In the recent China 2030 World Bank report, China looks to shift from relying heavily on fossil fuels and dated management methods to embracing green technologies and innovative solutions in an effort to improve the quality of future growth.  The report indicates that for the next 18 years, China will aim to develop into a more “modern, harmonious, and creative high-tech society.” Fittingly, this phrase also is used in China’s current five-year plan, and perfectly captures the commitment of the country’s government to improve the balance and quality of its growth.

Still, to become the society it desires to become, China first must:

  • Create clear and supporting policy reforms that facilitate green development.
  • Educate government, private enterprises, and citizens the benefits of going green.
  • Foster collaboration across all industry and society sectors.
  • Expand emerging green technologies to scale, while decreasing traditional energy-wasting technologies.

In the past, China has produced idealistic visions and goals for its economic and social development, but has tended to fall short on implementation. One reason for this: The central government must do better to provide support for local governments, which are on the forefront of making these visions into reality. Promoting this collaboration will improve future policy reforms and methods of implementation, resulting in more effective policy reform down the road. In terms of changing the nation’s mentality to go green, China’s young domestic market potentially could embrace this new approach, but likely would need a combination of well-implemented policies, continued funding, and market incentives to make sustainability stick.

China currently sits in a unique position for growth. The nation now ranks as the world leader in renewable energy investment—at US$3.1 trillion, it is the second largest economy (behind the United States)—and the largest exporter across the globe. China also boasts top-class manufacturing clusters of excellence around its ports, as well as the world’s largest population, middle class, and labor force. These prerequisites offer a nice foundation for China to start going green. The World Bank proposes the following as opportunities for green development to drive growth:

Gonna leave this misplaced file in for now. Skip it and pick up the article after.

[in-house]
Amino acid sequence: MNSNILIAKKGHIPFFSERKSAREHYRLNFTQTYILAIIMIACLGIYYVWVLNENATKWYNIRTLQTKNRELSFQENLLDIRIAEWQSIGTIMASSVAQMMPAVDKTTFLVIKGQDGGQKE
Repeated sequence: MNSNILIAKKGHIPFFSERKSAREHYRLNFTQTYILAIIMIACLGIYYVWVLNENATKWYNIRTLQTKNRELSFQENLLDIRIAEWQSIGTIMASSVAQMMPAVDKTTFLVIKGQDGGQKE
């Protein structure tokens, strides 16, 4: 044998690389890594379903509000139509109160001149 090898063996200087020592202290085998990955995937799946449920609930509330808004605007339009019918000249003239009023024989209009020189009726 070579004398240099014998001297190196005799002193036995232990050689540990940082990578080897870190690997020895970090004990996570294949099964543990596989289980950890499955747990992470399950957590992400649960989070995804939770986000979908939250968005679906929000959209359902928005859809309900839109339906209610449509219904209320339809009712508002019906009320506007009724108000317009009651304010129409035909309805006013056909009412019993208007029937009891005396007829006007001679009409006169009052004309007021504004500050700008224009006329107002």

• Overhaul traditional sectors to become more energy efficient, competitive, and productive.
  • Scale up emerging green industries, such as solar, wind, hydro, green vehicles, and more.
  • Expand the service sector for new eco-oriented or green services—a step that would result in job-creation, financial savings, and reduced environmental degradation.

Adoption and enforcement are two of the biggest challenges to this kind of quality development. For starters, when compared to other high-income countries, factories, vehicles, and methods of management in China are lagging behind efficiency levels in other high-income countries. According to a McKinsey report, simply installing LED lighting in old buildings in China would provide cost savings of about US$25 billion. This example of shifting from low quality to high quality in terms of energy efficiency is a quick return on investment that is not only beneficial economically, but also will reduce the reliance on traditional sources of energy, which negatively impact the environment and personal health.

Based exclusively on China’s previously demonstrated ability to bring manufacturing industries to scale rapidly, reduce unit prices, and enable manufacturers to scrounge up margins out of low-value goods, it seems possible that green development—in the form of solar panels and wind turbines—could succeed over the next 18 years. To achieve this goal, however, China will need to manage new reforms effectively, ensure that local level government officials are implementing reforms actively, and engage private enterprise owners, NGOs, and  local community leaders so that all key stakeholders are involved with decisions going forward.